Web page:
Wednesday, 22 January 2014 14:06

Sask. Lions clubs to participate in unique diabetes detection program

Written by  Matthew Liebenberg
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Lions clubs across Saskatchewan will participate in an innovative diabetes detection program over the next two years that will make it easier for people to determine if they are at risk to develop Type 2 diabetes.

The program, which will be carried out in partnership with the Canadian Diabetes Association, aims to hold 50 or more diabetes screening and education events in communities during the two-year period.
There are 154 Lions clubs and 23 Lioness clubs in the province. These clubs have been partnering with the Canadian Diabetes Association for over 25 years on the Travelling Diabetes Resource Program (TDRP) and other initiatives.
Saskatchewan Lions Provincial Liaison Calvin Bachmeier, who is also the secretary of the Leader Lions Club, said the new program makes a lot of sense.
“One of the major focuses of the Lions is the blind and one of the leading causes of blindness is diabetes,” he explained. “So it fits right in with the general philosophy.”
Lions clubs that decide to participate in the program will receive training in the use of a diabetes screening tool, the Canadian Diabetes Risk Assessment Questionnaire (CANRISK).
“One of the reasons we embarked on this with the Canadian Diabetes Association is they don’t have the labour to run these screening clinics,” he said. “The other thing is that if it’s a clinic in a local community that is being run by the Lions club, it gives it instant credibility.”
The questionnaire uses information about a person’s age, weight, height, physical activity and family history to determine their risk of developing Type 2 diabetes.
“It is not a hundred per cent diagnosis, but it gives direction to whether or not you have diabetes or not,” he said. “And one of the great problems with diabetes is in many cases it goes undetected. People have it but they don’t realize that they do. As a result, it takes a crisis situation before they realize that they even have it.”
Lions members will host events in their communities where the questionnaire can be administered and the results interpreted by a diabetes expert from the Canadian Diabetes Association.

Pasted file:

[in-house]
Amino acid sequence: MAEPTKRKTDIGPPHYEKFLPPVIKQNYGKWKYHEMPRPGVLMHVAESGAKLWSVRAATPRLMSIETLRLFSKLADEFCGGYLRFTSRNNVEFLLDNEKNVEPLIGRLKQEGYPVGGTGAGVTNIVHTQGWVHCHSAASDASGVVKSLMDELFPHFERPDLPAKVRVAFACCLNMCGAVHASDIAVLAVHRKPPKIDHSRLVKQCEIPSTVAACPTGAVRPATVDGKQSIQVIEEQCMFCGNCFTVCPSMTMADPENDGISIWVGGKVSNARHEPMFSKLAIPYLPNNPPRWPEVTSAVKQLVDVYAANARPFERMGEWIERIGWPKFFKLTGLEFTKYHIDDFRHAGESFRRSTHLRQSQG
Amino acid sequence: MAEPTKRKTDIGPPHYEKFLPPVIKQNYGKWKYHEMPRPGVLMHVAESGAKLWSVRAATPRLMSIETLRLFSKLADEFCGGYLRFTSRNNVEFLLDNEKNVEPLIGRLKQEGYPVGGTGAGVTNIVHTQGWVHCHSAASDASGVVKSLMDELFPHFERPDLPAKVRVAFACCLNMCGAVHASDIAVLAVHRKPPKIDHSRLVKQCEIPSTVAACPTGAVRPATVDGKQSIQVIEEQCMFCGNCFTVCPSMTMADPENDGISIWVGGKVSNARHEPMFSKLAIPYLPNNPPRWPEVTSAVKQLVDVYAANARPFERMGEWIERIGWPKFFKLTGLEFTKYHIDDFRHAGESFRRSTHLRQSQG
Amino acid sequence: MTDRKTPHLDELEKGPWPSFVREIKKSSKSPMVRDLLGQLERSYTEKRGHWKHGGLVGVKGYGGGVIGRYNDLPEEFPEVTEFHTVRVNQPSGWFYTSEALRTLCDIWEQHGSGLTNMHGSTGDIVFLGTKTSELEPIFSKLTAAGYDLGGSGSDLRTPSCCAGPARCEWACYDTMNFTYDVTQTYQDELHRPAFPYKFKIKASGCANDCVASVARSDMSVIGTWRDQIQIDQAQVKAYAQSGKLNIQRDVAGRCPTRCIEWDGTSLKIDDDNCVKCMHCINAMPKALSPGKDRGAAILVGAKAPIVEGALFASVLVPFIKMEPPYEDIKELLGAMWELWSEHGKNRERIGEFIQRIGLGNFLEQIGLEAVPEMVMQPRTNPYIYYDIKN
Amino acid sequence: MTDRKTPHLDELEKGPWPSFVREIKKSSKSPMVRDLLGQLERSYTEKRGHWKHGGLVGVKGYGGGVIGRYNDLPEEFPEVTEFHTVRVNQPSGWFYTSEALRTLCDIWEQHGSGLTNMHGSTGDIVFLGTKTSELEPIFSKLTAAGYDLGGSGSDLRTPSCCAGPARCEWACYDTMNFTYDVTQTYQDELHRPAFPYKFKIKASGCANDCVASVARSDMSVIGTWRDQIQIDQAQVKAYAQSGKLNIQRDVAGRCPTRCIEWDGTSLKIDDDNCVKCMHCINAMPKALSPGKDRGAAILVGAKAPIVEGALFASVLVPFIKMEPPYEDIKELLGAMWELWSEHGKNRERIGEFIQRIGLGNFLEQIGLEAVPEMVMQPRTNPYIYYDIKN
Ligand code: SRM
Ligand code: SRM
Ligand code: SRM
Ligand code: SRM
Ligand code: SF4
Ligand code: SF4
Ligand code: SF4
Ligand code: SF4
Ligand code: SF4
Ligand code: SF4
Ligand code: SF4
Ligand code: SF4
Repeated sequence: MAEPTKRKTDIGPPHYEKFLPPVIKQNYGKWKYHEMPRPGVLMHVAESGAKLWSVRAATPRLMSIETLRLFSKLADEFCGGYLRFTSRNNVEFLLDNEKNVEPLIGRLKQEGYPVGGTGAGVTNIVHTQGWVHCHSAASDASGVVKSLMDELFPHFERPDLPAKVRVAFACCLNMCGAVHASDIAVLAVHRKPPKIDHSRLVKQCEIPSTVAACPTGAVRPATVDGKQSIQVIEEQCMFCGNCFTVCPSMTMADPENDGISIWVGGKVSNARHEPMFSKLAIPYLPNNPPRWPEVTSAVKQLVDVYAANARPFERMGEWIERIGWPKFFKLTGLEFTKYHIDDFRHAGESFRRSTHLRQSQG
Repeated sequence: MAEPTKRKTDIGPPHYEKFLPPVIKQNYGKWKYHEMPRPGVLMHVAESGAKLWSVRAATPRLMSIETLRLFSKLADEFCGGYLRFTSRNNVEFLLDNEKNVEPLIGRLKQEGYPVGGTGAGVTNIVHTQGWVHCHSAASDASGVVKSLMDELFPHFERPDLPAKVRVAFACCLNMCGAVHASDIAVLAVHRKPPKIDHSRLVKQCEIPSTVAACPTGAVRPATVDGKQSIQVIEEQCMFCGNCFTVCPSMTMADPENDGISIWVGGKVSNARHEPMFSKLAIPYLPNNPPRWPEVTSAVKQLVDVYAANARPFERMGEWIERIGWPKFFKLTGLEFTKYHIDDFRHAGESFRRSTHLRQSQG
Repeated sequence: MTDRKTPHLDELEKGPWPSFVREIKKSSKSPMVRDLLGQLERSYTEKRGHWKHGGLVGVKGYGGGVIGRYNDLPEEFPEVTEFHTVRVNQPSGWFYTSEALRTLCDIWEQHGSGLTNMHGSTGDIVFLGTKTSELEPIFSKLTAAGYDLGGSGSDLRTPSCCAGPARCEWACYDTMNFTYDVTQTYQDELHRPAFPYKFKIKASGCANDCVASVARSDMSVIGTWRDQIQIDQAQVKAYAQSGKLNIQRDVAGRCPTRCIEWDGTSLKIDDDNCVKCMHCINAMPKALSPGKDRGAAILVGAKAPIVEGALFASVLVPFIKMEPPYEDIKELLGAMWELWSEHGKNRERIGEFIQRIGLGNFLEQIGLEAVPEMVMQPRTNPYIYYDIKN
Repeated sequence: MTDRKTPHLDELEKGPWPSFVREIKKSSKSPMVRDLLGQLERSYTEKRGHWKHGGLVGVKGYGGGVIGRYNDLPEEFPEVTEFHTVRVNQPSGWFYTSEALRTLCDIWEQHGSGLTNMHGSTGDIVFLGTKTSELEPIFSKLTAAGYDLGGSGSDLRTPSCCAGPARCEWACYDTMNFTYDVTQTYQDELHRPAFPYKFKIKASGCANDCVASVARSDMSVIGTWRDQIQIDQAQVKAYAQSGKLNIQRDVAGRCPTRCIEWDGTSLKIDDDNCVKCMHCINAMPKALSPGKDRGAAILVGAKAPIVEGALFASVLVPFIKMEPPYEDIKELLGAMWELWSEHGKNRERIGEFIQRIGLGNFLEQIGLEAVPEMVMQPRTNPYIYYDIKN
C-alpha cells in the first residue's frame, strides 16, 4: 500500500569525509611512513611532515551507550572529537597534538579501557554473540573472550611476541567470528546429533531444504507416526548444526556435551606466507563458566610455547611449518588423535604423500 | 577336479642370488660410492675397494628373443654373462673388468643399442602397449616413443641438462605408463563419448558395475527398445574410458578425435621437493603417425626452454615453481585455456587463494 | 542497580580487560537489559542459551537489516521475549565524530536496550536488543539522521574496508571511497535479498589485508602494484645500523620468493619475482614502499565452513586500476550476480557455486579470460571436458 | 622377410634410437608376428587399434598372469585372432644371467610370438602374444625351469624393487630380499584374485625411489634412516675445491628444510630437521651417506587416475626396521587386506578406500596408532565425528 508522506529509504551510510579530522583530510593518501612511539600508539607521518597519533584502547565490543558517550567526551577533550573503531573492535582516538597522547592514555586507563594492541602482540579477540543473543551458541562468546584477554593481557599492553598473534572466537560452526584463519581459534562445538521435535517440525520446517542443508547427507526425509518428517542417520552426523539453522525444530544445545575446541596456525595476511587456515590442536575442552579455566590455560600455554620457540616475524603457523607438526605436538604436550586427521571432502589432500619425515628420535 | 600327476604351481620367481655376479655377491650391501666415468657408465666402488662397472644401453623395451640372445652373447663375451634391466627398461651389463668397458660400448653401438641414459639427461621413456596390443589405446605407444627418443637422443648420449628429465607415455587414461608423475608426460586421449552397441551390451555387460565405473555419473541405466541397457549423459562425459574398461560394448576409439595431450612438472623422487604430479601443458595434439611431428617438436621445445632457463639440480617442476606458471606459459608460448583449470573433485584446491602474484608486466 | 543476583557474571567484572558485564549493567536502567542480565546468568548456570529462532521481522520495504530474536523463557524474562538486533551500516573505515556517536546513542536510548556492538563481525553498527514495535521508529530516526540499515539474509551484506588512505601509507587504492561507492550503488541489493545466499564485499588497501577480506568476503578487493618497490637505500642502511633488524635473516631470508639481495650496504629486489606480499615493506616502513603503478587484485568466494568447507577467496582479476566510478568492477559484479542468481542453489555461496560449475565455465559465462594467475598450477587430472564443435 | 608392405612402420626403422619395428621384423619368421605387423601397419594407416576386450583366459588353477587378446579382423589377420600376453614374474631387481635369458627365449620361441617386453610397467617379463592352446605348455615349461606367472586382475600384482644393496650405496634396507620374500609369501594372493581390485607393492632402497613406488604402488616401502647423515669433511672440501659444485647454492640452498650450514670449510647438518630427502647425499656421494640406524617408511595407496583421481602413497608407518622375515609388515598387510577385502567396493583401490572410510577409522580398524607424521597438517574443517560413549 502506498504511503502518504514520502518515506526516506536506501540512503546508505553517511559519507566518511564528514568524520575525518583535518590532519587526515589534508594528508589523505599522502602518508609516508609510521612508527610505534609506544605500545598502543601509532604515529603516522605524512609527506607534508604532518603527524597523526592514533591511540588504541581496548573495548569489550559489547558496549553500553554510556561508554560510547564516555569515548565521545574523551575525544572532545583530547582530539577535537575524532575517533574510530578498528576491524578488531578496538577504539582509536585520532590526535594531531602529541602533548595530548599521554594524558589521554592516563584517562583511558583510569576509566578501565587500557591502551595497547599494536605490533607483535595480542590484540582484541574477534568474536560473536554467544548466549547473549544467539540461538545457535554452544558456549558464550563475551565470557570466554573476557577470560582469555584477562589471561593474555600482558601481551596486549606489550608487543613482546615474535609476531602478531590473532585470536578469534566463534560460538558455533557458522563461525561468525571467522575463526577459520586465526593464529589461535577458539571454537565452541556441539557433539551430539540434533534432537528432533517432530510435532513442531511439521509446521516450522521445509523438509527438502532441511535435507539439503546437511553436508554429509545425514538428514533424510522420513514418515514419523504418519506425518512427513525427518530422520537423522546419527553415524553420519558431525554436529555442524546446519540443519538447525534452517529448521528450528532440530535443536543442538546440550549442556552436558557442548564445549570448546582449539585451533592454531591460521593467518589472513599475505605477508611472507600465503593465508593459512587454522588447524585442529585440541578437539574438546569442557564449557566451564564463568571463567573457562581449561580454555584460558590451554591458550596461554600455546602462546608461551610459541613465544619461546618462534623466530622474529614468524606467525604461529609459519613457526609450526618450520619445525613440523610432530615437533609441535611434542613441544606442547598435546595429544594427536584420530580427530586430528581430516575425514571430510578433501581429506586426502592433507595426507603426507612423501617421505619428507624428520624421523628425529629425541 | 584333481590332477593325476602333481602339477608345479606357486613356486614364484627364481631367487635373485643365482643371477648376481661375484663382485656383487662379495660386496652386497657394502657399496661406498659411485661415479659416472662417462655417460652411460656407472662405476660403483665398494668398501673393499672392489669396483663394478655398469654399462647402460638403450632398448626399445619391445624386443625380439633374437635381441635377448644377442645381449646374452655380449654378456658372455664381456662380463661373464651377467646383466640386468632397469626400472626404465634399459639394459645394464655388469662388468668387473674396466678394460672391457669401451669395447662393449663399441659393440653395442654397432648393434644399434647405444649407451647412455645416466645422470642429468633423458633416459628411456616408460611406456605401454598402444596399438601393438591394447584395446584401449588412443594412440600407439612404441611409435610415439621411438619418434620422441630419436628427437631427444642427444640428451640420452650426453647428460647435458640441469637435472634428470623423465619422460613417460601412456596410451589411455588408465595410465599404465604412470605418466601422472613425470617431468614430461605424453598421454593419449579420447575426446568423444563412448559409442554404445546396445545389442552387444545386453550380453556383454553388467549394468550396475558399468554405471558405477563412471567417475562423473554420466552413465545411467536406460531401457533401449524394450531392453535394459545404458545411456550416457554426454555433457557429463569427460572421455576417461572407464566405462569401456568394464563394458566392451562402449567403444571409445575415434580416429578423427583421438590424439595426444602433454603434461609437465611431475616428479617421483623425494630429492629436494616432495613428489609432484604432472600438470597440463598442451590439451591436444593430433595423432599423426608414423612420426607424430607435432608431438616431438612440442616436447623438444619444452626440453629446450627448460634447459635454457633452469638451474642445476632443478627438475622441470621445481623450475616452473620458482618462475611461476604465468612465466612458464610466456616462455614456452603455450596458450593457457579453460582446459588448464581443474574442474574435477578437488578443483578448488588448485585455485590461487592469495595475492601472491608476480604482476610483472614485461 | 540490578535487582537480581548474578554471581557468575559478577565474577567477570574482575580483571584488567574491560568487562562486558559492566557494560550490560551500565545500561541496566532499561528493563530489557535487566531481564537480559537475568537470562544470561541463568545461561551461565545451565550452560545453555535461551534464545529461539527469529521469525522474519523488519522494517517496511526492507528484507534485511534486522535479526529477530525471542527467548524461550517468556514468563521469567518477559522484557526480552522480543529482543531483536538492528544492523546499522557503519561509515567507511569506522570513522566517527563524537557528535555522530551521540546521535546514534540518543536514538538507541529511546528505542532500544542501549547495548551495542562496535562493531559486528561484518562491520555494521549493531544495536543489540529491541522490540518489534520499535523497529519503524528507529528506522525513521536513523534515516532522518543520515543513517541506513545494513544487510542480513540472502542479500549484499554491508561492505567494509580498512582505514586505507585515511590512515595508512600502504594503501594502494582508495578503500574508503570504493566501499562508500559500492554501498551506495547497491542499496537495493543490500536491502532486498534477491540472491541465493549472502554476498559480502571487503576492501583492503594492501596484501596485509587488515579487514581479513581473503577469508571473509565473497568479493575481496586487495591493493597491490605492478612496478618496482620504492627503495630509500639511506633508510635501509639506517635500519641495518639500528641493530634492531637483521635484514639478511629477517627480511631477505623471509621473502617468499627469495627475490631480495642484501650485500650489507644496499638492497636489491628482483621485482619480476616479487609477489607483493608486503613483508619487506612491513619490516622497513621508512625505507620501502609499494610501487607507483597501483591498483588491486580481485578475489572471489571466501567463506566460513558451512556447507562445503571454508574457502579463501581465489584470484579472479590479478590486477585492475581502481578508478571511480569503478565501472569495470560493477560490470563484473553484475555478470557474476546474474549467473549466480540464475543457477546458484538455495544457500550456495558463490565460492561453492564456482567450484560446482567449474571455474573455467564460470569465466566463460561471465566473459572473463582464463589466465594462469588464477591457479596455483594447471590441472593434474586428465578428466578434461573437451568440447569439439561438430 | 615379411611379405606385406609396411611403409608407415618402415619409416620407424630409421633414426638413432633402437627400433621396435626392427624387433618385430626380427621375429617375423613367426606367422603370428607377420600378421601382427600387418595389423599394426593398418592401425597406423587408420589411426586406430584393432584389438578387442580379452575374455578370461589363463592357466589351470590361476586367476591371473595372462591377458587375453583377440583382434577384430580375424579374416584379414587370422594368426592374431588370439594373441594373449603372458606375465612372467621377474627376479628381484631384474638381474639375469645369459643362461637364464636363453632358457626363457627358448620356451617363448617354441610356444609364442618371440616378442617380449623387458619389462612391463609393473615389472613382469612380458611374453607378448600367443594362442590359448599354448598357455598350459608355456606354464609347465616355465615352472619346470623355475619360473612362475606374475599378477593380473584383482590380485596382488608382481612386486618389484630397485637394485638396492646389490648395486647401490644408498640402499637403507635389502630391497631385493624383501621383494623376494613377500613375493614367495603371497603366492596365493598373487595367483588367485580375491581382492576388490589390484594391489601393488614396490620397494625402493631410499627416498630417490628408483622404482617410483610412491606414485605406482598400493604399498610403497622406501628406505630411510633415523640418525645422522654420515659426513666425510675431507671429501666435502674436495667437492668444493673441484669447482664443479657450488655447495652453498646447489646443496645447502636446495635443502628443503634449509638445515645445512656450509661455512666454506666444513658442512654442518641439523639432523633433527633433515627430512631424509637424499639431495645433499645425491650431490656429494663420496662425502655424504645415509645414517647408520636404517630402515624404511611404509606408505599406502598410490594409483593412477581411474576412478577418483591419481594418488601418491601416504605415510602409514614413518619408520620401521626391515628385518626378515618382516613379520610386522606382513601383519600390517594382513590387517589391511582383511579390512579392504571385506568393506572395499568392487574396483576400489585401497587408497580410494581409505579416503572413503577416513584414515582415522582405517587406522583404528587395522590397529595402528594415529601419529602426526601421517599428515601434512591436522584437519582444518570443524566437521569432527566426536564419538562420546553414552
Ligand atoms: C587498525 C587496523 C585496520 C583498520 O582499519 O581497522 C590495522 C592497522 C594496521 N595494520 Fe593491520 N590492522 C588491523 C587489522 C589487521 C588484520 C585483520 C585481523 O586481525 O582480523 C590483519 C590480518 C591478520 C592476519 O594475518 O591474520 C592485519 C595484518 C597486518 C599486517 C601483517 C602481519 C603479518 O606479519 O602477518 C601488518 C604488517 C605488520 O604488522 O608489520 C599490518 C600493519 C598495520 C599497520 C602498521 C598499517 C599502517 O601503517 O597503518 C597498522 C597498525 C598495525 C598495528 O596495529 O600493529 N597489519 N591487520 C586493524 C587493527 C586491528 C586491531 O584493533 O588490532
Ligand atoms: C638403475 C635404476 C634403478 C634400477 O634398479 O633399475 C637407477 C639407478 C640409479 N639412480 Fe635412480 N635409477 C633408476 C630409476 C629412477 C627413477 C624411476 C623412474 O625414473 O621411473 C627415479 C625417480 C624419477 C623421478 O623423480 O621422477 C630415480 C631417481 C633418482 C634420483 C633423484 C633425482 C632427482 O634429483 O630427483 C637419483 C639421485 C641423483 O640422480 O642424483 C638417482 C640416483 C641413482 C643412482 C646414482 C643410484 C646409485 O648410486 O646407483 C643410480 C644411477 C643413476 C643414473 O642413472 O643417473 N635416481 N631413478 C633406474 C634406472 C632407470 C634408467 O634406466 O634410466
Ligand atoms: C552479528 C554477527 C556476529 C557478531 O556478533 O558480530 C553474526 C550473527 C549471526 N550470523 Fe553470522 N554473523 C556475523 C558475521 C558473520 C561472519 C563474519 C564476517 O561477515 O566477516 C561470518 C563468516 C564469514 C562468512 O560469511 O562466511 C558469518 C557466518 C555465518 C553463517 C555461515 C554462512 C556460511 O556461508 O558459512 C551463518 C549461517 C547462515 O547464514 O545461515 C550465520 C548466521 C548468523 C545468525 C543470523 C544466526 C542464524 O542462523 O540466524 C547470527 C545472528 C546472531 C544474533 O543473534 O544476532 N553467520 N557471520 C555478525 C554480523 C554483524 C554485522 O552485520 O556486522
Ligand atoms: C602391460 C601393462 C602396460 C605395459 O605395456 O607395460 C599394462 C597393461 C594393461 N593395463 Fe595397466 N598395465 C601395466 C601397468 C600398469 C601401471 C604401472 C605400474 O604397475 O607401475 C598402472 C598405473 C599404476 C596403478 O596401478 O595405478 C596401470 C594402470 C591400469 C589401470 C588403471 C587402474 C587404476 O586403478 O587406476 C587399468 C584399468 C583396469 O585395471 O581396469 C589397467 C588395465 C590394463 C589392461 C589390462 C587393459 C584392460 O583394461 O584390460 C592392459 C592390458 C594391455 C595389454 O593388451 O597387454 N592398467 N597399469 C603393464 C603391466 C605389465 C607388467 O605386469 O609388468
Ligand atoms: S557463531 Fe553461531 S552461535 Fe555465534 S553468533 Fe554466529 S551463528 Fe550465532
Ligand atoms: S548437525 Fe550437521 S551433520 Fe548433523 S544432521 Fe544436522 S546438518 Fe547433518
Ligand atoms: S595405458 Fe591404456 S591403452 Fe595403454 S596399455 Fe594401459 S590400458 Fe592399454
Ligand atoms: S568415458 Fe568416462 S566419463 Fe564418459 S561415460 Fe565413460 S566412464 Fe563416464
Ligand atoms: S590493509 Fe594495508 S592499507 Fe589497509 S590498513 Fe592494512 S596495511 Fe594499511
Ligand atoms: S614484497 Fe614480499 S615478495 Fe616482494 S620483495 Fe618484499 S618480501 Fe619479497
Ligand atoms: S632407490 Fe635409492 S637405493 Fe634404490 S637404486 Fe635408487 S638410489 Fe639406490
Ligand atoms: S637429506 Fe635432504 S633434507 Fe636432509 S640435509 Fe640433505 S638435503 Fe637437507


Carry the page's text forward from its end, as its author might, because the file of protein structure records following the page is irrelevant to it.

“It will be instantaneous,” he said. “As they proceed through the line, the results will be printed off by the Lions members and then the expert will look at those results and will advise the people as to what they should be doing — whether there is no sign of diabetes or whether they should be talking to their physician. In rare cases — about five per cent of the time — they recommend that people go and seek immediate medical attention.”
The first training for Lions members from the northern part of the province took place Jan. 18 in Saskatoon and training for the southern half of the province is scheduled for Jan. 25 in Regina.
This initial intake will provide training to around 20 Lions clubs and they will host events in their communities this winter. More clubs will be trained in the fall and early in 2015, which should result in close to 60 clinics.
“We are cautiously optimistic that this is going to be a very good program,” he said. “I think once we get it out there and some of the clubs see how easy it is to run, I don’t think we’re going to have any trouble at all in reaching our goal of 50 clinics, and hopefully surpass it.”
According to Bachmeier, there has already been interest in the program from clubs in southwest Saskatchewan.
“I’ve had indicators from a number of clubs in the southwest, especially the rural clubs and in those medium-sized towns,” he said.
Saskatchewan Lions Clubs received a grant of $118,000 from Lions International for the diabetes detection program, which has not been done before in Canada.
“This is totally something made in Saskatchewan,” he said. “We decided that we would take on this project. It took a lot of negotiations with Lions International to write the grant in such a way that it would be acceptable to them.”
Participating Lions clubs will be responsible for 25 per cent of project cost through in-kind contributions such as paying for their own travel costs to attend training, providing a facility to host the clinics and providing some light refreshments.
Bachmeier has already received a couple of e-mails from Lions clubs in the United States that are interested in the program.
“It is a different sort of approach and their situation is no different than ours really,” he said. “They have the same needs in their communities that we do and by early detection people can be given the right medical advice and make some lifestyle changes.”

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